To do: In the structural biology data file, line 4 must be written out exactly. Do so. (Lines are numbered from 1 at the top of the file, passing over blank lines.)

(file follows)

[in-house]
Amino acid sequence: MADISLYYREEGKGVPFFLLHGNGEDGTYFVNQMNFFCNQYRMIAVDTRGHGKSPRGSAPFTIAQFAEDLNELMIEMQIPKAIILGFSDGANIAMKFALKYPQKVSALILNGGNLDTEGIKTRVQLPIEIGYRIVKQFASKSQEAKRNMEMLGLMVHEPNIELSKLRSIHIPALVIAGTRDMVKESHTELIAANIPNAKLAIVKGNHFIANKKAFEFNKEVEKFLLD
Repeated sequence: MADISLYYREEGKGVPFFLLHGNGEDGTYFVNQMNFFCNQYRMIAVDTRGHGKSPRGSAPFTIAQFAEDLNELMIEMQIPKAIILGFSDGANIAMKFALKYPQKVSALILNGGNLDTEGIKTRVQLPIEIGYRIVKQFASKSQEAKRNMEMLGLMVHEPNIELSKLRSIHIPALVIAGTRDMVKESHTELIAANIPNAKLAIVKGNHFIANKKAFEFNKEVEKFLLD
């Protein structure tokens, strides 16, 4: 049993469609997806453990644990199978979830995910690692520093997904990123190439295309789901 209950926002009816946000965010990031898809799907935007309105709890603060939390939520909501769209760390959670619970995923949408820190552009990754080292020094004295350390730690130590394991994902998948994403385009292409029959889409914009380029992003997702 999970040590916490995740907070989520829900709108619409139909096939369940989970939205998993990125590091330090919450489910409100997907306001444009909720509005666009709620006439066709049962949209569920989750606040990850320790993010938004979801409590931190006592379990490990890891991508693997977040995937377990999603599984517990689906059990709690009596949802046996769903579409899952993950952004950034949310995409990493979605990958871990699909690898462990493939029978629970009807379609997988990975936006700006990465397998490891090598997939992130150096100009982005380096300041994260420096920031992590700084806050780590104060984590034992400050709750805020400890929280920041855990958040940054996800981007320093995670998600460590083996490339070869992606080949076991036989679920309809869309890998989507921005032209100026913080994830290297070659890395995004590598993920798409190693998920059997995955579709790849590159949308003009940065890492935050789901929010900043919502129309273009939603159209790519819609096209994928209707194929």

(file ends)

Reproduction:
């Protein structure tokens, strides 16, 4: 049993469609997806453990644990199978979830995910690692520093997904990123190439295309789901 209950926002009816946000965010990031898809799907935007309105709890603060939390939520909501769209760390959670619970995923949408820190552009990754080292020094004295350390730690130590394991994902998948994403385009292409029959889409914009380029992003997702 999970040590916490995740907070989520829900709108619409139909096939369940989970939205998993990125590091330090919450489910409100997907306001444009909720509005666009709620006439066709049962949209569920989750606040990850320790993010938004979801409590931190006592379990490990890891991508693997977040995937377990999603599984517990689906059990709690009596949802046996769903579409899952993950952004950034949310995409990493979605990958871990699909690898462990493939029978629970009807379609997988990975936006700006990465397998490891090598997939992130150096100009982005380096300041994260420096920031992590700084806050780590104060984590034992400050709750805020400890929280920041855990958040940054996800981007320093995670998600460590083996490339070869992606080949076991036989679920309809869309890998989507921005032209100026913080994830290297070659890395995004590598993920798409190693998920059997995955579709790849590159949308003009940065890492935050789901929010900043919502129309273009939603159209790519819609096209994928209707194929």